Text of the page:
Peak 8614 (Burnside Peak)

Elevation: 8,614 ft
Prominence: 234

This peak is not in the book.


The area of the Western Salmon River Mountains known as the Lick Creek Range is a complicated mess of ridges, summits and drainages. Much of this area was once covered by dense forest but over the past couple of decades, the area has suffered large forest fires which have opened these granite mountains up for viewing.

The section of these mountains between Pearl Peak (Pearl Benchmark) and Beaverdam Peak is one of the most spectacular ridge lines opened to viewing by a forest fire. There are 5 points along this ridge that are great destinations for scramblers: Pearl Peak, Peak 8610 (Paintbrush Peak), Rain Peak, Peak 8614 (Burnside Peak or South Rain Peak) and Beaverdam Peak. USGS Box Lake

Burnside Peak from Lick Creek Summit.

Burnside Peak as viewed from Lick Creek Summit.

Burnside Peak is located 1.0 mile south of Rain Peak. The peak has slightly more than 200 feet of prominence between it and Rain Peak but, thanks to the distance and the rugged nature of the connecting ridge, it is clearly deserving of separate peak status.

East Ridge Route, Class 2-3

The East Ridge can be reached from several spots along Lick Creek Road or from the trail to Duck Lake [(B)(3)(c) on Page 136]. I recently climbed this peak with John Platt, Art, Carol and Tegan Troutner and Andrew Chiles, leaving the road at Lick Creek Summit. We took this route to the East Ridge rather than the easier Duck Lake approach to see new country for some of us and to revisit the country for John and Art.

Despite the effects of the recent Forest fires this country is full of wonders, like this pond near Lick Creek Summit. In late August you will also find more huckleberries than you could ever eat.

Despite the effects of the recent forest fires, this country is full of wonders like this pond near Lick Creek Summit. In late August, you will find more huckleberries than you could ever eat.

Bushwacking through the burned sections of the Lick Creek Range is a bit easier than before the fires because you can see where you are going. Nevertheless, it is not easy walking as the granite often forms undulating terrain and you constantly crossing downed trees.

Bushwhacking through the burned sections of the Lick Creek Range is a bit easier than before the forest fires because you can see where you are going. Nevertheless, it is not easy walking as the granite often forms undulating terrain and you are constantly crossing downed trees.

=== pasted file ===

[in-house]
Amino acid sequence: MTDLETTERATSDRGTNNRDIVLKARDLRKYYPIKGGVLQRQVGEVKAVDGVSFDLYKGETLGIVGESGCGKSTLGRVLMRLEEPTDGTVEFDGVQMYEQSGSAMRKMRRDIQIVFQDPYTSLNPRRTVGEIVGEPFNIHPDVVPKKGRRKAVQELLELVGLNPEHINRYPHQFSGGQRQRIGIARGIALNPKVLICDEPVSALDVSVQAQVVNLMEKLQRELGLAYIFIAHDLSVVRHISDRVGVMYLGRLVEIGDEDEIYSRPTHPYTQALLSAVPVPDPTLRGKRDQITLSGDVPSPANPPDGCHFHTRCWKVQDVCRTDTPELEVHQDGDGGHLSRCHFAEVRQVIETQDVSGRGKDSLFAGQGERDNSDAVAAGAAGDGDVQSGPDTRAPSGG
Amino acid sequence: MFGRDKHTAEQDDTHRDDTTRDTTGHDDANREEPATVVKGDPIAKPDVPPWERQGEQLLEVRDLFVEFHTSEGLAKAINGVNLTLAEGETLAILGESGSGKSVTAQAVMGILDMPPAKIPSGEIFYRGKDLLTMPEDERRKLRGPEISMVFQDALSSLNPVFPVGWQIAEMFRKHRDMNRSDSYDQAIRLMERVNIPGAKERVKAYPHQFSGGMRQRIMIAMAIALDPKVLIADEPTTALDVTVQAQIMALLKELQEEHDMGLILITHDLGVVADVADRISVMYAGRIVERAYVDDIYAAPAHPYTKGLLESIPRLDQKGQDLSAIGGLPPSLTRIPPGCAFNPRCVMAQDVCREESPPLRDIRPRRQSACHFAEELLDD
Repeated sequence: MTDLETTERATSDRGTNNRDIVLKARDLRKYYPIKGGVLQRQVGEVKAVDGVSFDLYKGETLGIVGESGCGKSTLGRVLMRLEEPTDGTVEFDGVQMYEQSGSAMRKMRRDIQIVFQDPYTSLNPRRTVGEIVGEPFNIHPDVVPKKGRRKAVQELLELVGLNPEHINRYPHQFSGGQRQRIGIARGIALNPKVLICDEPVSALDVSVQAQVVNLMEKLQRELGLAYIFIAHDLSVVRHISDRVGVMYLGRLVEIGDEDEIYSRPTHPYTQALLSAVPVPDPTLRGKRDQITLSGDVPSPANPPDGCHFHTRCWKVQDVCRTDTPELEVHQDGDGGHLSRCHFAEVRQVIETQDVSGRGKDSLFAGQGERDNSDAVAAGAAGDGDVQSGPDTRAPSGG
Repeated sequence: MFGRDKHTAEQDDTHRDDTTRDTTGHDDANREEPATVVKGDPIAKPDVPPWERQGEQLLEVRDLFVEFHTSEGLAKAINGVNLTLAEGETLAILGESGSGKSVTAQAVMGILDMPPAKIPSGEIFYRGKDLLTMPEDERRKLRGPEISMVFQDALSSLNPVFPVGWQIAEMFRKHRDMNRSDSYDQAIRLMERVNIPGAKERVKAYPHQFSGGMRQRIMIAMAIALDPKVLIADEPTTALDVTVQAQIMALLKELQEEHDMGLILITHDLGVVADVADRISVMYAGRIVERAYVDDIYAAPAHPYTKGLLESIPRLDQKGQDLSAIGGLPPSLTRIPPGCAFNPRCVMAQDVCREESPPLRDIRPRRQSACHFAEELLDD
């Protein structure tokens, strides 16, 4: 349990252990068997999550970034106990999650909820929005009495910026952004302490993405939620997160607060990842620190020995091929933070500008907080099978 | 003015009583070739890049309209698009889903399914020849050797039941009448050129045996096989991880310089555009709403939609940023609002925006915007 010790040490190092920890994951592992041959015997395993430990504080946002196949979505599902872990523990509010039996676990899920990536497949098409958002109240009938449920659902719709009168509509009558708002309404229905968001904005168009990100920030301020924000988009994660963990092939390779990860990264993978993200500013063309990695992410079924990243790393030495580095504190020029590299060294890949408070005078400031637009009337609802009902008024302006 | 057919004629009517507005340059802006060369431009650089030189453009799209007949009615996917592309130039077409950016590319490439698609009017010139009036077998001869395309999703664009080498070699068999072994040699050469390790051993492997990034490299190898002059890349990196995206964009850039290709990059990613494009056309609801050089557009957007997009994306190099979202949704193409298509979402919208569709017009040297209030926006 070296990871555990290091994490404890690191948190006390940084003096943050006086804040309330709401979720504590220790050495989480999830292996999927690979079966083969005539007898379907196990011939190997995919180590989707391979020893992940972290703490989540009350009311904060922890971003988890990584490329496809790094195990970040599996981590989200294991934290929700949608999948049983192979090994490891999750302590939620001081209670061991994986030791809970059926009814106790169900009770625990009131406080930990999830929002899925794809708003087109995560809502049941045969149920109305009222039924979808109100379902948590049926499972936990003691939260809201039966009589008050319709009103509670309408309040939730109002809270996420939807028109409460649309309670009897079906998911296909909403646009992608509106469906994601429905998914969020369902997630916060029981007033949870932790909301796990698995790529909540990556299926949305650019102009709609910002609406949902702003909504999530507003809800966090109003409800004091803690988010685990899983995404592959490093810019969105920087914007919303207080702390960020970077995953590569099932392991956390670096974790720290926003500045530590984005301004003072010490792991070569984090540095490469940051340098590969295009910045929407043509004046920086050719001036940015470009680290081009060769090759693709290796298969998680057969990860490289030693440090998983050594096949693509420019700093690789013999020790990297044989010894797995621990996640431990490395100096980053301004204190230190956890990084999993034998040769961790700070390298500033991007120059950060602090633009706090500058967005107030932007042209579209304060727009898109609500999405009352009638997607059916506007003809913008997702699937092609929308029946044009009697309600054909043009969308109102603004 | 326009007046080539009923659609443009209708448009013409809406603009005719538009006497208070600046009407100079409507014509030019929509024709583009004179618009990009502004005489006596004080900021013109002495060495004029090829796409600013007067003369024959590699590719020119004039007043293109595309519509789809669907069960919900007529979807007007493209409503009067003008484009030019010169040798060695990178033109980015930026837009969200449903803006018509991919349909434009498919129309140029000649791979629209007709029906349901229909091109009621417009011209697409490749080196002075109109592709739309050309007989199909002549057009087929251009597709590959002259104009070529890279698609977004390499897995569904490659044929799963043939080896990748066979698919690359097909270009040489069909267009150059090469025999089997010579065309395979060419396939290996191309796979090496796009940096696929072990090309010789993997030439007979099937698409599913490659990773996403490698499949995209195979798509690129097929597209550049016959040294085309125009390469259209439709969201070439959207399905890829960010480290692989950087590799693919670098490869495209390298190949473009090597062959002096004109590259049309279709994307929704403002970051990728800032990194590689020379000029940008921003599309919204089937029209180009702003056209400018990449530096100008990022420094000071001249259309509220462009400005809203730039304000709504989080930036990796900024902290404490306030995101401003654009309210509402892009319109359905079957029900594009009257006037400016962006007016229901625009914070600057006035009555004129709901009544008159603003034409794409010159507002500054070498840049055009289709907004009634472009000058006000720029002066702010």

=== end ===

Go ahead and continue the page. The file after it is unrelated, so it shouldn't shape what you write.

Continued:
From the Burnside Lake drainage the climb to the ridge top is steep. Once, on the ridge the route to the peak's summit ridge is straight forward. Carol Troutner ascending the ridge.

From the Burnside Lake drainage, the climb to the ridge top is steep. Once on the ridge, the route to the peak’s Summit Ridge is straightforward. Carol Troutner ascending the ridge.

The final climb to the summit ridge goes up from this point where the east ridge melds into the east face. John Platt showing us the way.

The final climb to the Summit Ridge goes up from this point where the East Ridge melds into the East Face.

The peak's summit ridge is formed by an assortment of granite blocks. There are at least two points which might be the highest.

The Summit Ridge of Burnside Peak is formed by an assortment of granite blocks. There are at least 2 points which might be the highest.

The tip top is easily reached on its northeast side.

The tip top is easily reached on its Northeast Side.

 See John Platt’s trip report.

Our route took us 5.8 miles round trip with 2,418 feet of elevation gain. The cross-country travel to the base of the East Ridge ate up a lot of time as we trudged up, down and around obstacles. The total moving time was only 3 hours but, between eating huckleberries and sitting on the summit, we used up 6 hours.

Our route from Lick Creek Summit to the top.

Our route from Lick Creek Summit to the top.

Elevation Profile.

The elevation profile.

 

Additional Resources

Mountain Range: Western Salmon River Mountains

Year Climbed: 2014

Longitude: -115.951148   Latitude: 45.057096

Photos:

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